Whether or not you are a fanatical lover of The Shining, simply enjoyed it for its Kubrickian moody terror, or perhaps found it trite and sophomoric, it is difficult not to be mesmerized by director Rodney Ascher’s Room 237. Equal parts love letter to and scholarly dissection of one of the most polarizing films among the legendary canon of Stanley Kubrick, Room 237 is informative, wacky, and at times chillingly revealing. It’s a must-see for for film lovers and Kubrick devotees, if a bit too esoteric to be a universal sell.

From the infamous opening shot of the Torrance family’s VW bug weaving its way through a vast and ominous alpine landscape to the lugubrious sounds of “Dies Irae” (Day of Wrath), it is clear that The Shining is not your average horror film. But then again, Kubrick wasn’t exactly your average director. A noted genius, possessed of an IQ of at least 200, his skill at the art of filmmaking, not to mention his beyond-OCD obsession with every detail in his expansive work, is practically unrivaled.

Naturally, this shunning of the haphazard, combined with a penchant for the singular depth of field shots that populate his films, has bequeathed rabid intellectuals and serious students of cinema an infinite amount of fodder for analysis. Yet no film seems to have struck a chord quite like The Shining, a “horror movie” that has seen fans deciphering hidden messages among its strikingly rich mis en scene since the very first day it was released.

It is with this thought in mind that filmmaker Rodney Ascher sets out to examine the initial reception to and ultimate devotion inspired by Kubrick’s controversial “genre” film, in his quasi-documentary, Room 237. Enlisting the help of five notable intellectuals — yes, some are proud internet conspiracy theorists, but one man is NBC’s former Rome News Bureau Chief and one woman is a well-respected playwright — each with their own personal connection as a viewer and fan to the beloved film. Ascher dissects The Shining frame by frame, detailing the various conspiracy theories that have sprung up around it.

Aside from being devotees of the film, Ascher’s five subjects/scholars believe without a shadow of a doubt that Kubrick embedded subliminal clues among the film’s visual syntax that he intended sophisticated audiences to decipher. Each dutifully (and to various degrees of success) make their specific arguments, and though it’s easy to write them off as fanatics at first, I challenge you to watch the film and not feel yourself being slightly persuaded by the clearly well though-out cases.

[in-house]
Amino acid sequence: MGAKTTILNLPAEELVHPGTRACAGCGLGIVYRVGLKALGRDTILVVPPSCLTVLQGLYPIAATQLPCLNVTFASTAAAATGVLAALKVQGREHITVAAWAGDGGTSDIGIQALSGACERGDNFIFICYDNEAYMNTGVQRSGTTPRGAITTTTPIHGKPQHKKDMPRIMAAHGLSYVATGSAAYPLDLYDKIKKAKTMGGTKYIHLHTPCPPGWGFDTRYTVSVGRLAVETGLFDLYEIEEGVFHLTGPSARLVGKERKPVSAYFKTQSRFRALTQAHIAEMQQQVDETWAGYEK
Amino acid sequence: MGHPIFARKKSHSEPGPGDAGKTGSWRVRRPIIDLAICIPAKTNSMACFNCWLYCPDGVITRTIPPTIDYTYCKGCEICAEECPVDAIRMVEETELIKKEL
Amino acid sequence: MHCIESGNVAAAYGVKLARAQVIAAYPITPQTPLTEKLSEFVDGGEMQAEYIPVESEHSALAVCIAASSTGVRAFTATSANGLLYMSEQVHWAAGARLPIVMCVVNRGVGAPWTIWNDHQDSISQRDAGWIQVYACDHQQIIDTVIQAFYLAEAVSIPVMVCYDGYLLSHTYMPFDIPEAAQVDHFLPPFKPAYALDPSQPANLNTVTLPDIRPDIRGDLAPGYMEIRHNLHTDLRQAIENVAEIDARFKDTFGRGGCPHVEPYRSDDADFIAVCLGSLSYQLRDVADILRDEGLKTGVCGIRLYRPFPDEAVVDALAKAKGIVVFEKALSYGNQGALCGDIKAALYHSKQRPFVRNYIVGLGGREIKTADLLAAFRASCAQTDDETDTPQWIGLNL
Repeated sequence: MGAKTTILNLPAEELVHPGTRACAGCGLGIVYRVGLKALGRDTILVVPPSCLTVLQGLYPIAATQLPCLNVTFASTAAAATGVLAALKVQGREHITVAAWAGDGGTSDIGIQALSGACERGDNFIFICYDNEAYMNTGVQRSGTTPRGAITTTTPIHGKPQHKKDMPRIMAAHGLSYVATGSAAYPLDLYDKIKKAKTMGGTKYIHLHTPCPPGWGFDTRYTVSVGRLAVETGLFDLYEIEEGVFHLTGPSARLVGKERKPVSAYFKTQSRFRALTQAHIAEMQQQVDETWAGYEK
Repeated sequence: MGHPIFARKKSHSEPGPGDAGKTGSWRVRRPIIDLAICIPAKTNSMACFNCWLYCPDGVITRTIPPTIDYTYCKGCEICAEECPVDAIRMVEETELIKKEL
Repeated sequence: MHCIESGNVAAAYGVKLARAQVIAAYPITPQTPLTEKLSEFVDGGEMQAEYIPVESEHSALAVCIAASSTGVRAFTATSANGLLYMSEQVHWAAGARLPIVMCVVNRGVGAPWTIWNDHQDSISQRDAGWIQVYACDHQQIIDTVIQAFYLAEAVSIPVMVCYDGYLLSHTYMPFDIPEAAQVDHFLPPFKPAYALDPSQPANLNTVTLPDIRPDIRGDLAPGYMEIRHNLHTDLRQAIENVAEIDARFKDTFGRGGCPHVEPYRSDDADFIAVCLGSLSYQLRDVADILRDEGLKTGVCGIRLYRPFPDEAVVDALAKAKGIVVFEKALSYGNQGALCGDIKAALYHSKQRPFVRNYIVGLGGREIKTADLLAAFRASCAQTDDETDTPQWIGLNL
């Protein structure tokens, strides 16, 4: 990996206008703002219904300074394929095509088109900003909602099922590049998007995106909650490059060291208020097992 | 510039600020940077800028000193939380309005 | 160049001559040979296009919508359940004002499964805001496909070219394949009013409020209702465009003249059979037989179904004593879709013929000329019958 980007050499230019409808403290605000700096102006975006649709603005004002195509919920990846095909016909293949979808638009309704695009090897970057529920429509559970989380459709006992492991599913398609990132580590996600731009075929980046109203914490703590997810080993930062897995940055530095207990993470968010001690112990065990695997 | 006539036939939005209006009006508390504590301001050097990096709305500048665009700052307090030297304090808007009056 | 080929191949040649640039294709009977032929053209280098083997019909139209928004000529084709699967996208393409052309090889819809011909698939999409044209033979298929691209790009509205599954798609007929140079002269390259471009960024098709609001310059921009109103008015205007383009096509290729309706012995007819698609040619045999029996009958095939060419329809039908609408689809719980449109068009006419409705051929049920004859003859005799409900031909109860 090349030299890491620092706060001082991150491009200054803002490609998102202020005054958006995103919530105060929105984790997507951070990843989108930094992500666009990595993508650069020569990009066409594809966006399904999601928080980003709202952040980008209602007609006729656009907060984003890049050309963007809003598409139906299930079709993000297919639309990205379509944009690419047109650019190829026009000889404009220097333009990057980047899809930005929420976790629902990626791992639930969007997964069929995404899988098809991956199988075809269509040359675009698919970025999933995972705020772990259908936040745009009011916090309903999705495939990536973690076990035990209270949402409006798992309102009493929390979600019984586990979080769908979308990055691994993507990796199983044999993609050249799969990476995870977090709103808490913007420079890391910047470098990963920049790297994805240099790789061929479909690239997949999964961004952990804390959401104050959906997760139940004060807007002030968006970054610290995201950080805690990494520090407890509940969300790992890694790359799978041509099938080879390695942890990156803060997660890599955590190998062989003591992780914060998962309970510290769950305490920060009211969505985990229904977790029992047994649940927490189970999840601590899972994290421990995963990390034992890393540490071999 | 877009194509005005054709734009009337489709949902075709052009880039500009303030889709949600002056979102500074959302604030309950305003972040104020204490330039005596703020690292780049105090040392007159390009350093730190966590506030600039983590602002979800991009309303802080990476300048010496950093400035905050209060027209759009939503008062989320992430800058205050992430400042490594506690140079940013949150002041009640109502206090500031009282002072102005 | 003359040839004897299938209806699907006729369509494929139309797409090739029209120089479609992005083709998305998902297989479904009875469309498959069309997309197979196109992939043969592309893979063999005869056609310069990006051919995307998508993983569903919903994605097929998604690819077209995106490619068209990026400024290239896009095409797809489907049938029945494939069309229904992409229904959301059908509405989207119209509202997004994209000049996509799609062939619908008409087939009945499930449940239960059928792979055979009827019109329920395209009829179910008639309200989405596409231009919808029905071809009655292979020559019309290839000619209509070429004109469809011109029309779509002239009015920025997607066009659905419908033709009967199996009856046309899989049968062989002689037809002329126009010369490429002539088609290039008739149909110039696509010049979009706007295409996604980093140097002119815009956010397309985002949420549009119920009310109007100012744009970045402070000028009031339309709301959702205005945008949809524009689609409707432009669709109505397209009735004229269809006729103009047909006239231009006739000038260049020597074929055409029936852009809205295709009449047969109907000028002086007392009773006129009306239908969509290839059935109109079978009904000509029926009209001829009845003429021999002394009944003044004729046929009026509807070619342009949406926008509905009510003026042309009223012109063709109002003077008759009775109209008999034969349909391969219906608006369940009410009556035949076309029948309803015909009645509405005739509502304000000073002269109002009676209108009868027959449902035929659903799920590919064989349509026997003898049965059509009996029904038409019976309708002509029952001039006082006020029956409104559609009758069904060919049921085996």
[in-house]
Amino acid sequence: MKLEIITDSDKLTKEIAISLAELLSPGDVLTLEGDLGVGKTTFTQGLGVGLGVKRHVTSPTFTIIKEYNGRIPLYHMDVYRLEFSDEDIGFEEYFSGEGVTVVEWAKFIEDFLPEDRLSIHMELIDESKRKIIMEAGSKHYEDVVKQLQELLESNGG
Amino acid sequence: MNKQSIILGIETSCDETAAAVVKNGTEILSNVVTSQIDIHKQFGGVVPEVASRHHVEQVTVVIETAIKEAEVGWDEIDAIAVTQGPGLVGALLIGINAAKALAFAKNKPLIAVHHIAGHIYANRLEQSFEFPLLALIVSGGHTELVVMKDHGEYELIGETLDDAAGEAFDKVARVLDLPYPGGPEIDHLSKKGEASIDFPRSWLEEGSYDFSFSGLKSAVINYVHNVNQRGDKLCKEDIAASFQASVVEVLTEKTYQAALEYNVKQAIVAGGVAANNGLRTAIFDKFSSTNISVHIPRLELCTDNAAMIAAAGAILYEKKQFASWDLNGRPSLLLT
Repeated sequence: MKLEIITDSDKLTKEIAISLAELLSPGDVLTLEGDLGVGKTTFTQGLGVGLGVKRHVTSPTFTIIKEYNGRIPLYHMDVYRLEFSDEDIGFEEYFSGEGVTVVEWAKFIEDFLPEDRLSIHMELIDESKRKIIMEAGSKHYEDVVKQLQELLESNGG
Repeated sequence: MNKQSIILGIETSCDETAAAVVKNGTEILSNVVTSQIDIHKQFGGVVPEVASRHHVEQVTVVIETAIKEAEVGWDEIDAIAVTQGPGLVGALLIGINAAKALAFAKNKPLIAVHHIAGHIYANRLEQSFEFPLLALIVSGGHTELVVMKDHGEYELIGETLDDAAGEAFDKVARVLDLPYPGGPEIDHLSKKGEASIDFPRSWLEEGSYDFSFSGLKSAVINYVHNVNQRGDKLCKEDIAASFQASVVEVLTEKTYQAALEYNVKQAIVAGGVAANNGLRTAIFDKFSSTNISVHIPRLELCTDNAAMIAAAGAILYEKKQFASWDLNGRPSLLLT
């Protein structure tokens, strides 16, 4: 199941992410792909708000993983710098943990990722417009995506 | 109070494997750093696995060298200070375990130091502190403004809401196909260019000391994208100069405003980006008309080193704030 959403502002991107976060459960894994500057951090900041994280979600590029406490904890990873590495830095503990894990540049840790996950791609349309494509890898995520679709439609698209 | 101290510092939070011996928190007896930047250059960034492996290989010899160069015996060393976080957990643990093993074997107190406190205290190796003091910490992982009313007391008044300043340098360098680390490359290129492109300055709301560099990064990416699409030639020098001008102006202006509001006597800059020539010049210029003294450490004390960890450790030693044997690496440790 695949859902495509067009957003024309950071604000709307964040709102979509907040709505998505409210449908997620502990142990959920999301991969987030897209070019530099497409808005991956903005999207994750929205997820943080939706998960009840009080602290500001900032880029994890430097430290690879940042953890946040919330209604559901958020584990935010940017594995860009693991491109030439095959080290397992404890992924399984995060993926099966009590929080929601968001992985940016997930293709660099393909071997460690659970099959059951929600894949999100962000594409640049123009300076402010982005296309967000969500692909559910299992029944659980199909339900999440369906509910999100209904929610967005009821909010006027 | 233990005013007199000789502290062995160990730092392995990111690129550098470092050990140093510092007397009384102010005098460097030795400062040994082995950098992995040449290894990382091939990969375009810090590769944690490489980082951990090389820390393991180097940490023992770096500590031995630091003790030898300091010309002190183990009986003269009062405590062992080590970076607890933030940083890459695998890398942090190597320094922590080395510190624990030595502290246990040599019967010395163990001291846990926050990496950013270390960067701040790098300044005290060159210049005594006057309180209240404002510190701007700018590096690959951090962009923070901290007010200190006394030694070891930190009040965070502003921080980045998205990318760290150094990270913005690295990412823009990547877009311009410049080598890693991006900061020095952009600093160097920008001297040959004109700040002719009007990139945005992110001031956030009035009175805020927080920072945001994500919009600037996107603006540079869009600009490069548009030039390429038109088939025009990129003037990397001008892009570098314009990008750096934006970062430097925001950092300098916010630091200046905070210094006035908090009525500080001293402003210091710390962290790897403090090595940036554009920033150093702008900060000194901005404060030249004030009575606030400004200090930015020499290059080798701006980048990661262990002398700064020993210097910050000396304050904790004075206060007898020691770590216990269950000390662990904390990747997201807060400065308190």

Of course, which specific theory, if any, one subscribes to isn’t really the point. Every individual, equipped with his or her own personal biases and specified knowledge, brings that information with them when interpreting and experiencing great art like The Shining, even if it’s just subconsciously. Whether you believe that the film is an allegory for the plight of the American Indian, or feel that it was a tool for Stanley Kubrick to let the world know about his classified involvement in the US Government’s alleged staging of the Apollo Moon Landing,  all depends on the internal faculties you use to perceive art and how you allow yourself to be affected by it.

This idea represents the genius of Ascher’s approach. He avoids turning this film into a biography of the famously idiosyncratic director, or a chronicle of The Shining’s notoriously difficult production in the late 70’s — he doesn’t even interview anyone involved in its conception. Instead, he focuses on the reaction of the passionate viewers, whose love and or fascination with the film goes way beyond Stendhal Syndrome.

Unfortunately, with this in mind, Ascher makes quite a puzzling choice. Opting out of utilizing the common documentary practice of confessional on-camera interviews with his quirky subjects, he instead uses only audio recordings. This stylistic decision becomes quite bothersome though considering Ascher makes it a point to include and arguably highlight such subtle personal details from his commentators as vocal cadence, sweetly dorky laughs, profuse usage of “like’ and even a theorist’s distraction at the hands of a baby crying in the background.

An intellectual world like this, while certainly erudite, is no more specialized then the micro-universes explored in huge fan-favorite documentaries like Spellbound or The King of Kong. Those filmmakers understood that their subjects were as integral to the story as the medium with which they were involved. We didn’t need biographies of his commentators, but Ascher could have employed some visual recognition, if for nothing else than to make various overlapping theories easier to distinguish, and thus the documentary as a whole, more accessible to the masses.

The Shining is a universal masterpiece because Kubrick made sure to leave a simple trail of breadcrumbs for those incapable or uninterested in following the more arduous ones. Yes, Mensa Members could interpret master clues and a deep-seeded personal ideology in the film, but high school kids could also inadvertently absorb some of the same principals while enjoying a scary movie after school. Room 237 is in fact entertaining and eye-opening, but by breaking from typical documentary structure, Ascher has in essence built a gorgeous and well-crafted topiary maze that unfortunately, most of the public won’t even be able to enter, never mind get lost in.